When you complain about “unfettered capitalism,” you necessarily imply that there should be someone whose job it is to “fetter” it. Some bureaucrat, some commission, some tyrant. That’s the rub; it sounds nice until you start getting into the real world details. Not to mention that in most places where capitalism is practiced, there are already plenty of fetters in place.

    It’s hard to avoid the conclusion that the pope is a poor communicator, or that he just enjoys overstating things and making a splash, or that he really is a leftist. It’s simply not necessary to go as far as he did in his statements if his goal were to remind people that love of money can inhibit your relationship with God and with others.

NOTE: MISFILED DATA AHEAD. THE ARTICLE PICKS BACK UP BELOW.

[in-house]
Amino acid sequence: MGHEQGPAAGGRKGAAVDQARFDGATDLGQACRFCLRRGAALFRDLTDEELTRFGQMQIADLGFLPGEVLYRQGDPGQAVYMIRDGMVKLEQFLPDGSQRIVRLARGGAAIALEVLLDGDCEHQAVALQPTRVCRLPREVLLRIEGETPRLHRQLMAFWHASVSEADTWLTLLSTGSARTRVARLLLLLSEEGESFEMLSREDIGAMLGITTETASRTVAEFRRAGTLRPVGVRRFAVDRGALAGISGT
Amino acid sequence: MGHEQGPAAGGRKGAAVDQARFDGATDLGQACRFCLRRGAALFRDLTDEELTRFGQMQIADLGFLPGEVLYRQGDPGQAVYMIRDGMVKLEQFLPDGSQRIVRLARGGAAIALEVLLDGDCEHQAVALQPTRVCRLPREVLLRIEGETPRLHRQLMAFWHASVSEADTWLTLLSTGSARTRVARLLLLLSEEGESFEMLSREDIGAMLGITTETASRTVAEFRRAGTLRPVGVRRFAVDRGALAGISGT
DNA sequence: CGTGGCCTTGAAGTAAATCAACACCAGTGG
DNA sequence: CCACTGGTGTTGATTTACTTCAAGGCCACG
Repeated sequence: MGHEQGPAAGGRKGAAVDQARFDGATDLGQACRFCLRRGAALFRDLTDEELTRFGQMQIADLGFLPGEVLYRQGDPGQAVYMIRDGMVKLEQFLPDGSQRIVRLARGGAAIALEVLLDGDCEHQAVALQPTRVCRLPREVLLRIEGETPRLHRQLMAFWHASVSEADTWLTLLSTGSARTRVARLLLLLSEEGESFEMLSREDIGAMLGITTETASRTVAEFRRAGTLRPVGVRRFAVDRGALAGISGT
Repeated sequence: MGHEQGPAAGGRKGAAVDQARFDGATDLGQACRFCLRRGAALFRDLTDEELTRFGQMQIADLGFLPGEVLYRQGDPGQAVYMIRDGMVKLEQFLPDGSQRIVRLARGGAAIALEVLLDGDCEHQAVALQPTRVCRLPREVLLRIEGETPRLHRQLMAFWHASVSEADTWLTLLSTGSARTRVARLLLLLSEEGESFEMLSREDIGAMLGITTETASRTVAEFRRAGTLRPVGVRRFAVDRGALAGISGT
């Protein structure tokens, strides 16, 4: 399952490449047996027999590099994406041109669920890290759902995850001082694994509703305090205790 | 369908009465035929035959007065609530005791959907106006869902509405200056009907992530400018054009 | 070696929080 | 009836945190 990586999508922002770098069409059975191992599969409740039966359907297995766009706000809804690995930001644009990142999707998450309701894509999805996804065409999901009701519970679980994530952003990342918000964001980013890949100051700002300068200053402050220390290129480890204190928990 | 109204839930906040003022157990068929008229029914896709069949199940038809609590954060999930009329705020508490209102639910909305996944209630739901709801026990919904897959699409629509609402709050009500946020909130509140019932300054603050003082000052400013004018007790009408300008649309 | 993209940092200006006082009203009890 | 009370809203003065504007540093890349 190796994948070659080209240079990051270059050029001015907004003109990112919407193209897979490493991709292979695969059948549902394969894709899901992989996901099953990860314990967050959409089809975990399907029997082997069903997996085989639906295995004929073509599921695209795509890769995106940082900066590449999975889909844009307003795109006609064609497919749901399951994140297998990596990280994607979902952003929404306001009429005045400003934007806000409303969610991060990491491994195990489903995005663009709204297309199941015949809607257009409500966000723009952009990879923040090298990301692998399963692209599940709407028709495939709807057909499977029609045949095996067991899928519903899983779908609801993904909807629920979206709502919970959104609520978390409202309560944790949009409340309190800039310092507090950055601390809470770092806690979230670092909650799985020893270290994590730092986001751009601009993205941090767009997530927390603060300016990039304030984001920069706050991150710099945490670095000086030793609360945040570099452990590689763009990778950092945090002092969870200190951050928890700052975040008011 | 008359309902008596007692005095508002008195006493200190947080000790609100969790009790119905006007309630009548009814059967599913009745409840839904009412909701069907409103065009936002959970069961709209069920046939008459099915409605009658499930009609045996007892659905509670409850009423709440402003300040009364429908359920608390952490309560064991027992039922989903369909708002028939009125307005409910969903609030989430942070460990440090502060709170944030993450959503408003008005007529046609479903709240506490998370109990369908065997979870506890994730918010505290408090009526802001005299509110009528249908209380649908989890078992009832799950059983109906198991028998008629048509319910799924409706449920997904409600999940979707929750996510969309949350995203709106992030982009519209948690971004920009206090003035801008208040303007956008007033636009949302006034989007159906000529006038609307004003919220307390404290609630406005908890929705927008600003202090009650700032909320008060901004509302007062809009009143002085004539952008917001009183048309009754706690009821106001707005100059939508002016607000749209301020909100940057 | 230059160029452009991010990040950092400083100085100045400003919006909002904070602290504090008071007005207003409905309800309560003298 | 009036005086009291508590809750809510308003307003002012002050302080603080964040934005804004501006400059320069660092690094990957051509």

I was quite grateful for the article since the Pope has been very vexing to me.  Yet, this comment is hard to disagree with.  Perhaps I can at least move back from disappointment in the Pope to “trust, but verify.”

    The one thing I would add to the comment is this, it is critical to understand that there are those in and out of the Church that want to move it in their preferred direction.  If one has to dig deeply to find an acceptable interpretation of the Pope’s words, the damage will have already been done.  And that’s granting Mike’s point regarding the true stance of the Pope.

    Loved the article but while I know Locke was influential with the contract nature of society (if I recall correctly), I don’t recall liberalism having evolved solely on that basis.  Without government interference, man has developed the kind of needed social interactions that reflect a deep understanding of the commitment to others.

    • #22
  23. Umbra Fractus Inactive
    Umbra Fractus
    @UmbraFractus